Project description:Protein phosphorylation is one of the most important mechanisms to control cellular functions in response to external and endogenous signals. Mitogen-activated protein kinases (MAPK) are universal signaling molecules in eukaryotes that mediate the intracellular transmission of extracellular signals resulting in the induction of appropriate cellular responses. MAPK cascades are composed of four protein kinase modules: MAPKKK kinases (MAPKKKKs), MAPKK kinases (MAPKKKs), MAPK kinases (MAPKKs), and MAPKs. In plants, MAPKs are activated in response to abiotic stresses, wounding, and hormones, and during plant pathogen interactions and cell division. In this report, we performed a complete inventory of MAPK cascades genes in Vitis vinifera, the whole genome of which has been sequenced. By comparison with MAPK, MAPK kinases, MAPK kinase kinases and MAPK kinase kinase kinase kinase members of Arabidopsis thaliana, we revealed the existence of 14 MAPKs, 5 MAPKKs, 62 MAPKKKs, and 7 MAPKKKKs in Vitis vinifera. We identified orthologs of V. vinifera putative MAPKs in different species, and ESTs corresponding to members of MAPK cascades in various tissues. This work represents the first complete inventory of MAPK cascades in V. vinifera and could help elucidate the biological and physiological functions of these proteins in V. vinifera.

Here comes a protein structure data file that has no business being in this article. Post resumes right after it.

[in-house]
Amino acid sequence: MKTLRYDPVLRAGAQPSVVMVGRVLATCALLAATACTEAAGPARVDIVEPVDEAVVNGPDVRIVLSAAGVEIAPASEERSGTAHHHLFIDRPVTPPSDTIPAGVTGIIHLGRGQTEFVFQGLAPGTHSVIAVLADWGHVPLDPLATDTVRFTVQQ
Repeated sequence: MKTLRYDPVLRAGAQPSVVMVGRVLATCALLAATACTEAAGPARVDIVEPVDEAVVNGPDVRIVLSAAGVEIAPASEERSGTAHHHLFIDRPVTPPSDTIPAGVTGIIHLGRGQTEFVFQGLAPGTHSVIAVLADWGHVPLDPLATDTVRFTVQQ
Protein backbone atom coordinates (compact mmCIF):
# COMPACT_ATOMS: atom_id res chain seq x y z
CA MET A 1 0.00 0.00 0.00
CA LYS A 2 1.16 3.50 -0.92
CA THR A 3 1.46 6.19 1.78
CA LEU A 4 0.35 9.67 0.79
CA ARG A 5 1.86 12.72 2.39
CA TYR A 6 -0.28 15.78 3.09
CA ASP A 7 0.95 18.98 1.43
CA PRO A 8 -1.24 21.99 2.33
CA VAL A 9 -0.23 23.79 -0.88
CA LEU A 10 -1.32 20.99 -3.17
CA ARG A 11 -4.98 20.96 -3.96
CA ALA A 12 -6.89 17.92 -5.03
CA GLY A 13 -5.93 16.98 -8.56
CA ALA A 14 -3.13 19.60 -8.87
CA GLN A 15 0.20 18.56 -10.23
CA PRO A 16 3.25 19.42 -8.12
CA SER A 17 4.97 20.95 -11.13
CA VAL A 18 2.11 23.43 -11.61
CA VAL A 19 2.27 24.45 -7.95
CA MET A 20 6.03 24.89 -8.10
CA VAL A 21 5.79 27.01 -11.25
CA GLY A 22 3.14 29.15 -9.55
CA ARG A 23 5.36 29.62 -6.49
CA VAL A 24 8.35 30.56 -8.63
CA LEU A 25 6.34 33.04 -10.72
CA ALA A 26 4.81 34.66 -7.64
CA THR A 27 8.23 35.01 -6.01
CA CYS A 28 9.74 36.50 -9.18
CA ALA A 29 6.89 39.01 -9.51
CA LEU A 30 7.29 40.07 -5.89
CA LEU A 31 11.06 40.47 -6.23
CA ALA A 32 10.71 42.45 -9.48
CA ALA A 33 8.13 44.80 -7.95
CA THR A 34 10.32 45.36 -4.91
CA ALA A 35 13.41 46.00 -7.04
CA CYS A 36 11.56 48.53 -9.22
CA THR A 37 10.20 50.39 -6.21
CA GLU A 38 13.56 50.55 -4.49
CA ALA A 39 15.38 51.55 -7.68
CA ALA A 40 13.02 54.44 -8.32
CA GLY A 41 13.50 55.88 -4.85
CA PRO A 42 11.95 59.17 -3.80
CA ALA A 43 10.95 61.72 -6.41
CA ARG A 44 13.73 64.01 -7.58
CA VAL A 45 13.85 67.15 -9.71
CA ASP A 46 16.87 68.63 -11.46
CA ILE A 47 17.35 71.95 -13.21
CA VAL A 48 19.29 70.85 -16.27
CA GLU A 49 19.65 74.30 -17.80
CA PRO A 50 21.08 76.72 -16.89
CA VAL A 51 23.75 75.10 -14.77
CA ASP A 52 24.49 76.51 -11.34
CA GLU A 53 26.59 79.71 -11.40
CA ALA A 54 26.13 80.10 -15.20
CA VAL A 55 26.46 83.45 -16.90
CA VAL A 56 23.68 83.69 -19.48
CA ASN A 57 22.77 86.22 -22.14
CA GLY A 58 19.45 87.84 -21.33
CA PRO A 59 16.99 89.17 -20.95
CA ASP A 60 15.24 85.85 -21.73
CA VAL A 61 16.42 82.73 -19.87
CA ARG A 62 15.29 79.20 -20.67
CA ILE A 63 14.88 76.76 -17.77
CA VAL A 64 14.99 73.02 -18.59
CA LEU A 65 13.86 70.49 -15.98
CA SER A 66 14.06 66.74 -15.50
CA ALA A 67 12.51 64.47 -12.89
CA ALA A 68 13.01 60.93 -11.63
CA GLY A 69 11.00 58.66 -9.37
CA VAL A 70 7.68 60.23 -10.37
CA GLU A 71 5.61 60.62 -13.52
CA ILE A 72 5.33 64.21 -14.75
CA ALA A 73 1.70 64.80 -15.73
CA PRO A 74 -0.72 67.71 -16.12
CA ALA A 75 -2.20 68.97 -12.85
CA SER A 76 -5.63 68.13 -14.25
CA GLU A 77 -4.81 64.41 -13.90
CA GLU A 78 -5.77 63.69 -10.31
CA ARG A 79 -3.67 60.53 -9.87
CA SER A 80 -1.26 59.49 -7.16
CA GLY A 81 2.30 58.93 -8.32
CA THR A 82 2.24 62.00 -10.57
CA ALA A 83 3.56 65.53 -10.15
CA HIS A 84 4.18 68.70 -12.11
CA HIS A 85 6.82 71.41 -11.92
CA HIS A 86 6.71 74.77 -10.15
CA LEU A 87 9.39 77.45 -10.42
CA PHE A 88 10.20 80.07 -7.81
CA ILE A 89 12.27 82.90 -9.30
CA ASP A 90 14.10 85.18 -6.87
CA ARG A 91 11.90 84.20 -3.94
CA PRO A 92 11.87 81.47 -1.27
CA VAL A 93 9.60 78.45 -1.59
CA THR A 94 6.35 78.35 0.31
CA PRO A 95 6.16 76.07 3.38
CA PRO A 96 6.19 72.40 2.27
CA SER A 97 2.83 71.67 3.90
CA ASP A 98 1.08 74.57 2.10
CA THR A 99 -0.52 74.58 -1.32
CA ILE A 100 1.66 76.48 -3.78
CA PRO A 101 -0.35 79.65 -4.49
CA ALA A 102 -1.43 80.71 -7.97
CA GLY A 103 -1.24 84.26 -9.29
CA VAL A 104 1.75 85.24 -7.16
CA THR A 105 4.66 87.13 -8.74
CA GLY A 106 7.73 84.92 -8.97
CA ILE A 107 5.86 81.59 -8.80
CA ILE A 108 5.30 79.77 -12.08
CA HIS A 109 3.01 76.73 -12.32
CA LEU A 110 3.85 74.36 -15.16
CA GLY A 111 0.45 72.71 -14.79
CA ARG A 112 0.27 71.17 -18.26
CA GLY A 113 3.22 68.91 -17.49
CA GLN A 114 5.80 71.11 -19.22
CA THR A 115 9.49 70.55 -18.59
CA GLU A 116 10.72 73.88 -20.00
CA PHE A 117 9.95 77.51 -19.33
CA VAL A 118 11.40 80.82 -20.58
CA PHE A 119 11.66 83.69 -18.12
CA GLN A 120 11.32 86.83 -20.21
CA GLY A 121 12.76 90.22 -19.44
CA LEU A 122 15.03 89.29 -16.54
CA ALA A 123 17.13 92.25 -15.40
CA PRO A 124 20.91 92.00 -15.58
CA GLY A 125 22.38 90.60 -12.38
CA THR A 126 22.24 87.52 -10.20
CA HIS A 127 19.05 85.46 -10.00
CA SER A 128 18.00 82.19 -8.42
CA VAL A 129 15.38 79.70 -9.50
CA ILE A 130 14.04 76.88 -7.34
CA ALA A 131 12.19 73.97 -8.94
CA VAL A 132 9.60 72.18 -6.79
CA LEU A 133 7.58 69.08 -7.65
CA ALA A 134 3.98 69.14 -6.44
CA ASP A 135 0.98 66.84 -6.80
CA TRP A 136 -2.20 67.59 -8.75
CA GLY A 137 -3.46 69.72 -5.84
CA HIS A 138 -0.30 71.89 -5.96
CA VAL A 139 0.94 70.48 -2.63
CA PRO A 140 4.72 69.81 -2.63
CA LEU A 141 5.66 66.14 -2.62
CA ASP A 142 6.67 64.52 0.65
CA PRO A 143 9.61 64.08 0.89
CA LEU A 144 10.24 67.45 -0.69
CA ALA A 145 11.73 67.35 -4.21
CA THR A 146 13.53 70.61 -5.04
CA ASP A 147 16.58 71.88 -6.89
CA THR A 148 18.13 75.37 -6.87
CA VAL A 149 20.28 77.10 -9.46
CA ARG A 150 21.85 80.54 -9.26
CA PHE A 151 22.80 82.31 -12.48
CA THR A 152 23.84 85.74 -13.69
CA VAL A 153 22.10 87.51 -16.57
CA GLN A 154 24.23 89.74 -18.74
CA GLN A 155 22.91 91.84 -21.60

Project description:Mitogen-activated protein kinase (MAPK) signalling cascades, consisting of three types of reversibly phosphorylated kinases (MAPKKK, MAPKK, and MAPK), are involved in important processes including plant immunity and hormone responses. The MAPKKKs comprise the largest family in the MAPK cascades, yet only a few of these genes have been associated with physiological functions, even in the model plant Arabidopsis thaliana. Canola (Brassica napus L.) is one of the most important oilseed crops in China and worldwide. To explore MAPKKK functions in biotic and abiotic stress responses in canola, 66 MAPKKK genes were identified and 28 of them were cloned. Phylogenetic analysis of these canola MAPKKKs with homologous genes from representative species classified them into three groups (A-C), comprising four MAPKKKs, seven ZIKs, and 17 Raf genes. A further 15 interaction pairs between these MAPKKKs and the downstream BnaMKKs were identified through a yeast two-hybrid assay. The interactions were further validated through bimolecular fluorescence complementation (BiFC) analysis. In addition, by quantitative real-time reverse transcription-PCR, it was further observed that some of these BnaMAPKKK genes were regulated by different hormone stimuli, abiotic stresses, or fungal pathogen treatments. Interestingly, two novel BnaMAPKKK genes, BnaMAPKKK18 and BnaMAPKKK19, which could elicit hypersensitive response (HR)-like cell death when transiently expressed in Nicotiana benthamiana leaves, were successfully identified. Moreover, it was found that BnaMAPKKK19 probably mediated cell death through BnaMKK9. Overall, the present work has laid the foundation for further characterization of this important MAPKKK gene family in canola.